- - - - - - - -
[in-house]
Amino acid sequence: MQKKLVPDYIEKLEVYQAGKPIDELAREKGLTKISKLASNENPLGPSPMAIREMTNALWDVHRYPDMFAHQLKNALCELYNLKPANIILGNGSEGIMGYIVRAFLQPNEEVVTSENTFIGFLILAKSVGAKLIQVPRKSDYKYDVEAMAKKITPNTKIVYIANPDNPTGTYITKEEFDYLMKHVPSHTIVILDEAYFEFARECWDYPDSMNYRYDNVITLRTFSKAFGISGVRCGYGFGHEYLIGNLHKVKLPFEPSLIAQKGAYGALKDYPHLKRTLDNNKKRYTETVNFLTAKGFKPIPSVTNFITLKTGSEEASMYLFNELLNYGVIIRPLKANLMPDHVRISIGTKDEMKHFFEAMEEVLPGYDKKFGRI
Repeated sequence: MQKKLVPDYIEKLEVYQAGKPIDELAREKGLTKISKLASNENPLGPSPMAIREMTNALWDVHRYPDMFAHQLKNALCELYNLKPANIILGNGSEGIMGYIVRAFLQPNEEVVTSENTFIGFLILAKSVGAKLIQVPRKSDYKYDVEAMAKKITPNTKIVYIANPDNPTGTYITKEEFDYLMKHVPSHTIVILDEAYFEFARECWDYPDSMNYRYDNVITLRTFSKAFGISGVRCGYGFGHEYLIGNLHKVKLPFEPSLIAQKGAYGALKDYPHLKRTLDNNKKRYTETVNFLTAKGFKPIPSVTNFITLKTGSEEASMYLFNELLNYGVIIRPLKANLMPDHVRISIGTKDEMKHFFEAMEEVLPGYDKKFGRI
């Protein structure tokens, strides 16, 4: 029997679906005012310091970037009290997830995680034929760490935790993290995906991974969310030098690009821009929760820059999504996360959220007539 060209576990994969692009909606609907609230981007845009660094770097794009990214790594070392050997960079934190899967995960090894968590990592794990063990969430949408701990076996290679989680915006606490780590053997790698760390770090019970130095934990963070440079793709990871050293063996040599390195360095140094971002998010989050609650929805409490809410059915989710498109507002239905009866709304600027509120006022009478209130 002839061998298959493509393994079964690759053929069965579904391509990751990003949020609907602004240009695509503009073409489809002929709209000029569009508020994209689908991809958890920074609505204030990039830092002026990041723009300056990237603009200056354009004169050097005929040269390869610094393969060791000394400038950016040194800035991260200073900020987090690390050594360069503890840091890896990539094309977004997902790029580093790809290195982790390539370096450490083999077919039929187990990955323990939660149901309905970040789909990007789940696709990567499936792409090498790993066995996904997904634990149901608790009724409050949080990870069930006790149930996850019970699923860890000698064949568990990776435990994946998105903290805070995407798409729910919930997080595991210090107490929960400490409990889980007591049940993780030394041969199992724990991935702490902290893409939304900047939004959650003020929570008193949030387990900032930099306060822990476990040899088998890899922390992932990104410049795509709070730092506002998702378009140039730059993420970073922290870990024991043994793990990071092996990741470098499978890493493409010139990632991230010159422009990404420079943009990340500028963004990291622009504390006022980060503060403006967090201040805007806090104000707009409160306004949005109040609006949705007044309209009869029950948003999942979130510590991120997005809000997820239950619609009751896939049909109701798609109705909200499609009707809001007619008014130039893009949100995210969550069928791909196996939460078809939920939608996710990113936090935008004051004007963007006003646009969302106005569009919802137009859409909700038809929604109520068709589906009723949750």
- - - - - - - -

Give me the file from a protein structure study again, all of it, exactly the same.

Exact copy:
[in-house]
Amino acid sequence: MQKKLVPDYIEKLEVYQAGKPIDELAREKGLTKISKLASNENPLGPSPMAIREMTNALWDVHRYPDMFAHQLKNALCELYNLKPANIILGNGSEGIMGYIVRAFLQPNEEVVTSENTFIGFLILAKSVGAKLIQVPRKSDYKYDVEAMAKKITPNTKIVYIANPDNPTGTYITKEEFDYLMKHVPSHTIVILDEAYFEFARECWDYPDSMNYRYDNVITLRTFSKAFGISGVRCGYGFGHEYLIGNLHKVKLPFEPSLIAQKGAYGALKDYPHLKRTLDNNKKRYTETVNFLTAKGFKPIPSVTNFITLKTGSEEASMYLFNELLNYGVIIRPLKANLMPDHVRISIGTKDEMKHFFEAMEEVLPGYDKKFGRI
Repeated sequence: MQKKLVPDYIEKLEVYQAGKPIDELAREKGLTKISKLASNENPLGPSPMAIREMTNALWDVHRYPDMFAHQLKNALCELYNLKPANIILGNGSEGIMGYIVRAFLQPNEEVVTSENTFIGFLILAKSVGAKLIQVPRKSDYKYDVEAMAKKITPNTKIVYIANPDNPTGTYITKEEFDYLMKHVPSHTIVILDEAYFEFARECWDYPDSMNYRYDNVITLRTFSKAFGISGVRCGYGFGHEYLIGNLHKVKLPFEPSLIAQKGAYGALKDYPHLKRTLDNNKKRYTETVNFLTAKGFKPIPSVTNFITLKTGSEEASMYLFNELLNYGVIIRPLKANLMPDHVRISIGTKDEMKHFFEAMEEVLPGYDKKFGRI
């Protein structure tokens, strides 16, 4: 029997679906005012310091970037009290997830995680034929760490935790993290995906991974969310030098690009821009929760820059999504996360959220007539 060209576990994969692009909606609907609230981007845009660094770097794009990214790594070392050997960079934190899967995960090894968590990592794990063990969430949408701990076996290679989680915006606490780590053997790698760390770090019970130095934990963070440079793709990871050293063996040599390195360095140094971002998010989050609650929805409490809410059915989710498109507002239905009866709304600027509120006022009478209130 002839061998298959493509393994079964690759053929069965579904391509990751990003949020609907602004240009695509503009073409489809002929709209000029569009508020994209689908991809958890920074609505204030990039830092002026990041723009300056990237603009200056354009004169050097005929040269390869610094393969060791000394400038950016040194800035991260200073900020987090690390050594360069503890840091890896990539094309977004997902790029580093790809290195982790390539370096450490083999077919039929187990990955323990939660149901309905970040789909990007789940696709990567499936792409090498790993066995996904997904634990149901608790009724409050949080990870069930006790149930996850019970699923860890000698064949568990990776435990994946998105903290805070995407798409729910919930997080595991210090107490929960400490409990889980007591049940993780030394041969199992724990991935702490902290893409939304900047939004959650003020929570008193949030387990900032930099306060822990476990040899088998890899922390992932990104410049795509709070730092506002998702378009140039730059993420970073922290870990024991043994793990990071092996990741470098499978890493493409010139990632991230010159422009990404420079943009990340500028963004990291622009504390006022980060503060403006967090201040805007806090104000707009409160306004949005109040609006949705007044309209009869029950948003999942979130510590991120997005809000997820239950619609009751896939049909109701798609109705909200499609009707809001007619008014130039893009949100995210969550069928791909196996939460078809939920939608996710990113936090935008004051004007963007006003646009969302106005569009919802137009859409909700038809929604109520068709589906009723949750």